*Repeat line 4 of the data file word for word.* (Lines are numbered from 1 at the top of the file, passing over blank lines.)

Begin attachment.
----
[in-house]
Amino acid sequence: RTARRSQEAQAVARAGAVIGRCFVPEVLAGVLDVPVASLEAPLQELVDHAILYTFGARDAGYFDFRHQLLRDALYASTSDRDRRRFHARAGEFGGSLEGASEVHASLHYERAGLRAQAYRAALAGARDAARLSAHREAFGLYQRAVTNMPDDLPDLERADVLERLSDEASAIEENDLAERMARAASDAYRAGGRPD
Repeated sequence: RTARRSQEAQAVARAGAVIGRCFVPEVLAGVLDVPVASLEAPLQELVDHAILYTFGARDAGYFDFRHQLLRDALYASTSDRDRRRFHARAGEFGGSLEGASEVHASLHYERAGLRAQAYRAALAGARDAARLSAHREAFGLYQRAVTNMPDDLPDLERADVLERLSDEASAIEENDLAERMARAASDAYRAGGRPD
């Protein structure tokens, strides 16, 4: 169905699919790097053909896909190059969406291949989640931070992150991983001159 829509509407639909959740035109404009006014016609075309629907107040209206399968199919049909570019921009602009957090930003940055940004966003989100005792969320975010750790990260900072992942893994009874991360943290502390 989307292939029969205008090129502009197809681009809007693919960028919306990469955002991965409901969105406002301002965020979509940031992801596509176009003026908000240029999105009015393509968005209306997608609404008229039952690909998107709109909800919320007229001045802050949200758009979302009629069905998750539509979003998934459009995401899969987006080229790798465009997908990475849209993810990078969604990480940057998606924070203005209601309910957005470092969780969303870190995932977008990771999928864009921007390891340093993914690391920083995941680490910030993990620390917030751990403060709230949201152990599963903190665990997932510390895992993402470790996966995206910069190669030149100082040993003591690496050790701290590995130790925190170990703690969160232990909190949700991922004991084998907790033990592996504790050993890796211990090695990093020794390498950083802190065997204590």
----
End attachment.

């Protein structure tokens, strides 16, 4: 169905699919790097053909896909190059969406291949989640931070992150991983001159 829509509407639909959740035109404009006014016609075309629907107040209206399968199919049909570019921009602009957090930003940055940004966003989100005792969320975010750790990260900072992942893994009874991360943290502390 989307292939029969205008090129502009197809681009809007693919960028919306990469955002991965409901969105406002301002965020979509940031992801596509176009003026908000240029999105009015393509968005209306997608609404008229039952690909998107709109909800919320007229001045802050949200758009979302009629069905998750539509979003998934459009995401899969987006080229790798465009997908990475849209993810990078969604990480940057998606924070203005209601309910957005470092969780969303870190995932977008990771999928864009921007390891340093993914690391920083995941680490910030993990620390917030751990403060709230949201152990599963903190665990997932510390895992993402470790996966995206910069190669030149100082040993003591690496050790701290590995130790925190170990703690969160232990909190949700991922004991084998907790033990592996504790050993890796211990090695990093020794390498950083802190065997204590």